However, pre-existing medical conditions like asthma, are not the only thing that affect your premium. Other factor like destination, can also impact your premium – especially if healthcare costs are particularly high in that country.
Travelling abroad with asthma shouldn’t make you worry about not enjoying your holiday.
However, in order to ensure your holiday runs as smoothly as possible – it’s highly advised that you sensibly plan your trip in a way that enables you to manage the symptoms of your asthma.
For example, travelling abroad usually means entering different climates. The weather conditions of a certain destination can offset asthma, especially if there is high pollen count, or poor air quality.
Asthma can also be brought on in cold climates for some people, too. Therefore, you might want to research what the weather is going to be like at your destination of choice before you book.
You also might want to look into acquiring an asthma attack card, which can help people understand when you’re experiencing an attack, if for whatever reason, you are unable to communicate this to someone.
Planning your activities is also beneficial. If you know you’re going to be doing physical activities that involve swimming frequently, or even winter sports – then it’s probably best to make sure that you have your asthma medication close to hand.
Always bring spare medication – and if you need to take your inhalers aboard an aircraft as hand luggage, then do so.
It’s common for children, particularly under the age of five, who have asthmatic symptoms not to be given a confirmed diagnosis of asthma. This is because young children’s’ airways can become irritated easily by viruses, making it hard for doctors to confirm asthma.
This can cause difficulty for parents when applying for asthma travel insurance as undiagnosed conditions cannot be covered. However, there is a way around this. Check the exact medical term stated on your child’s medical records.
It often tends to be ‘viral induced wheeze’ also known as ‘RSV Bronchiolitis’ or ‘Respiratory Syncytial Viral Bronchiolitis’ – if this is the case, simply disclose the medical term to obtain cover.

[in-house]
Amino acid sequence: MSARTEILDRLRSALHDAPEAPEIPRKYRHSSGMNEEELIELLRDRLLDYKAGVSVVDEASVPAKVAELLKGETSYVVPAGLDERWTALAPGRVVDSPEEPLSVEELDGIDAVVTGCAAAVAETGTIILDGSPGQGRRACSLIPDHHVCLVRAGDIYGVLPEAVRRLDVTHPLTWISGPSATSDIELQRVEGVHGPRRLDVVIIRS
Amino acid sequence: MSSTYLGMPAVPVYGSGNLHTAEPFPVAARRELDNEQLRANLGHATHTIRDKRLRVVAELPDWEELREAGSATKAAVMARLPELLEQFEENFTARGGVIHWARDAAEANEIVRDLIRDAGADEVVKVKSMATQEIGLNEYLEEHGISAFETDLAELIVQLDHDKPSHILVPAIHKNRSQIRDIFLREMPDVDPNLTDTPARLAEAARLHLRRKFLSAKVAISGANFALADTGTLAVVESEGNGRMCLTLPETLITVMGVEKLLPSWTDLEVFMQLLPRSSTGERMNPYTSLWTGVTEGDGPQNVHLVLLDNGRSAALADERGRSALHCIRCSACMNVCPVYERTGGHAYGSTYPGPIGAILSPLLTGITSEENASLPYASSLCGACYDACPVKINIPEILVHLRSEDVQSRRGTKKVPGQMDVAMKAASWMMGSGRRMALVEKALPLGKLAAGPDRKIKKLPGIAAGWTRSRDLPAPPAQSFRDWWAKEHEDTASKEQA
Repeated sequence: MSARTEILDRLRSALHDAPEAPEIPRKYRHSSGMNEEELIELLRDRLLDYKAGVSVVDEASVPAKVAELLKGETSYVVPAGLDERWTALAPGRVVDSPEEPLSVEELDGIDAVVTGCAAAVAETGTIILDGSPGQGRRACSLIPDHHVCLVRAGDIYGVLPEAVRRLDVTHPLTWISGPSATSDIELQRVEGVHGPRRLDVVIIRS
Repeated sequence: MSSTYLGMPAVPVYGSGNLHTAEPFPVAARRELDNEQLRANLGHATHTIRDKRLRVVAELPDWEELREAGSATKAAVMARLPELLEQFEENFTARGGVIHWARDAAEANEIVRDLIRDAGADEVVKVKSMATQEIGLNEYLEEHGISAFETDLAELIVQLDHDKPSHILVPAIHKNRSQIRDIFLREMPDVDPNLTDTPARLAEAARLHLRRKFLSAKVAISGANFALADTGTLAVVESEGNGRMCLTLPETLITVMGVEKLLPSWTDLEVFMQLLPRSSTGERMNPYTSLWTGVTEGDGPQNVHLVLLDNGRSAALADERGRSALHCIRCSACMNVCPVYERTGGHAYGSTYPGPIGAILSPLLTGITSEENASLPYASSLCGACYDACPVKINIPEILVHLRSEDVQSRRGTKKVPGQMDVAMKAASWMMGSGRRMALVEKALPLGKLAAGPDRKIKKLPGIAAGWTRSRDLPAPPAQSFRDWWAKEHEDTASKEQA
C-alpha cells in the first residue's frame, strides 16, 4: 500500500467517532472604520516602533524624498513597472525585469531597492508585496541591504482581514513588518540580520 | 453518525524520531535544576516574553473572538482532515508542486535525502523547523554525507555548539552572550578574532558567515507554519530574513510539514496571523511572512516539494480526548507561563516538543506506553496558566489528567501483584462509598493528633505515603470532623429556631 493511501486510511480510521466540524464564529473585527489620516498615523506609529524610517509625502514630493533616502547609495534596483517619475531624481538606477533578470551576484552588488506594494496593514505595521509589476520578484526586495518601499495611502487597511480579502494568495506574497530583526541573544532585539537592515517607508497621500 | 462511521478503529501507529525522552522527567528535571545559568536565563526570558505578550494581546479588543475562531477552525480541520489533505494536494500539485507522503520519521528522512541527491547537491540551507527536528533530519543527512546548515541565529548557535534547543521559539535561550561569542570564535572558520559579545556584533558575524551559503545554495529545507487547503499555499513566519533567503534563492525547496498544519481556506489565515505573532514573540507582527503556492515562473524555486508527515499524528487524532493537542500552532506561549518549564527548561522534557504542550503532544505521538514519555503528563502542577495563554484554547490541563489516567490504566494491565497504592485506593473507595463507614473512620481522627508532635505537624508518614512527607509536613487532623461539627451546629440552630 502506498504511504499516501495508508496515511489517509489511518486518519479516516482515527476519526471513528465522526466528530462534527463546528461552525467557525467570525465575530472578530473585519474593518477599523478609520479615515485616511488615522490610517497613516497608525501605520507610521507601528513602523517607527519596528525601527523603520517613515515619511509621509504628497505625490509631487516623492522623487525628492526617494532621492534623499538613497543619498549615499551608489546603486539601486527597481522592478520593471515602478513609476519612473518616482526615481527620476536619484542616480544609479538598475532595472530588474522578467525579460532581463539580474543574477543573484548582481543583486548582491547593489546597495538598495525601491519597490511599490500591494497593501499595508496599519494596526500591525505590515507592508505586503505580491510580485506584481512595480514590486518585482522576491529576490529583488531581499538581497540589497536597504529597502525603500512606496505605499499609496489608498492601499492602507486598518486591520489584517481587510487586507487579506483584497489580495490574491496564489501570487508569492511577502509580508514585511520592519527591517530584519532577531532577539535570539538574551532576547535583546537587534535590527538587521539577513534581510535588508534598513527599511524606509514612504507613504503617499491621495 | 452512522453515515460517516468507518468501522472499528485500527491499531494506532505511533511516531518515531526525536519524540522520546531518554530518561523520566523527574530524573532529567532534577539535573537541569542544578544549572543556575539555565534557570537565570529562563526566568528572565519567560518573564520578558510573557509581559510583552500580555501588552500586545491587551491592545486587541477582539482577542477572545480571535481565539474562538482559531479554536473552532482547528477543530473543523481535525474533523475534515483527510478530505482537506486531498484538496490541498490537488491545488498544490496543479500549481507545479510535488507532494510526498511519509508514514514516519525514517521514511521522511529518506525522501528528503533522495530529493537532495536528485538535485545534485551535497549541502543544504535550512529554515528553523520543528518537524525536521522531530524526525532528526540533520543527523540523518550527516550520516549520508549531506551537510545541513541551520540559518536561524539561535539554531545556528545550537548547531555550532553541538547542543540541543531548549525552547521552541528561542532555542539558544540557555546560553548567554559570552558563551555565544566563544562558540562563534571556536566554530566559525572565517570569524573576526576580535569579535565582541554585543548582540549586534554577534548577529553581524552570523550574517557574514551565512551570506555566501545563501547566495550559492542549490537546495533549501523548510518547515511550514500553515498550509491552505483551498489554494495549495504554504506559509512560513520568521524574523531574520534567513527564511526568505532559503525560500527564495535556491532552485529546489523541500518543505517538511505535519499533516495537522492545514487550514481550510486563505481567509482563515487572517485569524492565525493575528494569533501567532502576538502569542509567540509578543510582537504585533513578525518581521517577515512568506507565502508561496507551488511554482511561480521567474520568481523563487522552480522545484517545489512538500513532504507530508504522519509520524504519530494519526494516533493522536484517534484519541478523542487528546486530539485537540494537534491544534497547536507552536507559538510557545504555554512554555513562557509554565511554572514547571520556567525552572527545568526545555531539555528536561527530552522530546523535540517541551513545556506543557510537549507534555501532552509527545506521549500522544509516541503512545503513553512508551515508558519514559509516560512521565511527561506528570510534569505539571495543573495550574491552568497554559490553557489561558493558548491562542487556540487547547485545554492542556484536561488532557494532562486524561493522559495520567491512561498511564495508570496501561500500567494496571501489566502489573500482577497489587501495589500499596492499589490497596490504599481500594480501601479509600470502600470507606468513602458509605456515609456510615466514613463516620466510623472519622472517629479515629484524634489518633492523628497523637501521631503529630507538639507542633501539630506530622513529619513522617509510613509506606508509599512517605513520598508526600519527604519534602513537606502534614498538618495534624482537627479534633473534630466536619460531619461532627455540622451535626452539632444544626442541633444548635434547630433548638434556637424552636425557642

As with adults, asthmatic children shouldn’t enjoy their holidays any less if they suffer with the condition.
Again, with careful planning and consideration, your child’s asthma can be kept under control for the duration of your trip. You need to make sure that you look after their various prescriptions and medication – taking them everywhere you go.
Bear in mind that the air pressure/quality on board an aircraft might have the potential to offset your child’s asthma. Encouraging them to drink water to avoid drying of their airways is one way in which you can help. Ventolin inhalers tend to be below the 100ml limit required for hand luggage – so it’s also recommended to bring this type of medication on the plane with you.
Comparing travel insurance that covers asthma and respiratory conditions is easy with Medical Travel Compared. Use our in-built medical screening system to declare your medical conditions just one time.
You will be asked some relevant questions and the answers you provide allow us to assess your current health situation. We will then search our panel and list suitable asthma holiday insurance options in price order for you to review. Often, if asthma is mild and well controlled the insurers on our panel will not charge you any extra to cover it!
If you require information and advice about air travel and asthma triggers, you may find this article about ‘Travelling with Asthma’ produced by the NHS helpful, or you can visit Asthma UK.